Preparing for an STI appointment

Going to an STI appointment may seem like a nerve-wracking experience, but don't worry everyone is welcome and we won't judge you. If you want to feel more prepared though, here's what you can do to prepare, questions to expect and questions you might want to ask.

About your STI appointment

How you can prepare

  • When you make the appointment, ask if there’s anything you need to do to prepare
  • Plan how you will get to your appointment
  • Make a list of any and all symptoms you’re experiencing
  • Make a list of all medications, vitamins or supplements you’re taking
  • Make a list of any allergies
  • Write down questions to ask your doctor
  • Do not urinate for one hour before the visit if you’re a male. This is so that you can give a urine test. (Note: this will also apply to if you’re female and need / want a pregnancy test.)
  • Keep well hydrated
  • Eat something within 1 hour before appointment

Questions to expect

The questions below might seem quite personal. However, they will ensure that you receive the right tests and treatment plan. If you’re pregnant (or think you could be) or breastfeeding, you must let your health professional know.

We are here to listen not to judge so we expect you to be honest and tell us everything we need to know. This means we can offer you the right tests and treatment. All the information you give us will be kept private in keeping with confidentiality laws.

  • What symptoms prompted you to come in? How long have you had these symptoms?
  • Are you sexually active with men, women or both?
  • Do you have one or multiple sex partners?
  • How long have you been with your current partner or partners?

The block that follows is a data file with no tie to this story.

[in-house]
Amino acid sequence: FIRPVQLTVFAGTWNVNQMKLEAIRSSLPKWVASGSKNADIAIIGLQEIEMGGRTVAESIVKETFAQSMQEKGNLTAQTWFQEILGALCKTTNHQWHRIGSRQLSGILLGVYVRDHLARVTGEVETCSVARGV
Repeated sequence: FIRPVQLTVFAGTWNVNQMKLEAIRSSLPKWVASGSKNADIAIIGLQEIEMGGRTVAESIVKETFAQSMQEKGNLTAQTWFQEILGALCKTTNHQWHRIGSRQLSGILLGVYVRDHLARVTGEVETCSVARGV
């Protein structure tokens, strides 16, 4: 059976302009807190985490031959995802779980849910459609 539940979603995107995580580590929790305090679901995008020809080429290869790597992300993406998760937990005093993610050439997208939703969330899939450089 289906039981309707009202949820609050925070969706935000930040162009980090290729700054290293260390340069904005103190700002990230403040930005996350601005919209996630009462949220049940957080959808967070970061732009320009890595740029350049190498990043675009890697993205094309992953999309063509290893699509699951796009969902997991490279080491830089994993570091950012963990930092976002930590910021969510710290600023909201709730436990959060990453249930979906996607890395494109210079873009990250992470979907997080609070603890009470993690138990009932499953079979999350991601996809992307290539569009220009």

• Have you ever injected yourself with drugs?
  • Have you ever had sex with someone who has injected drugs?
  • How do you protect yourself from STIs?
  • How do you prevent pregnancy or are you currently trying to get pregnant?
  • Has a doctor or nurse ever told you that you have chlamydia, herpes, gonorrhea, genital warts, syphilis or HIV?
  • Have you ever been treated for a genital discharge, genital sores, painful urination or an infection of your sex organs?
  • In the last year, how many sex partners have you had?
  • In the last three months, how many people have you had sex with?
  • When was your most recent sexual encounter?

Questions to ask your doctor

  • How long will it take for me to receive my results?
  • How will you notify me of my results?
  • Is there anything I need to do while waiting for my results?
  • Should I refrain from sex while being treated?
  • Will my partner(s) need to be tested? How can I tell them? What if i don’t speak to my partner any more?

Other Information

If you think you have an STI, it’s best to stop having sex until you’ve have received medical advice. If you do have sex before getting medical advice, be sure to follow safe sex practices, such as using a condom when you have sex.

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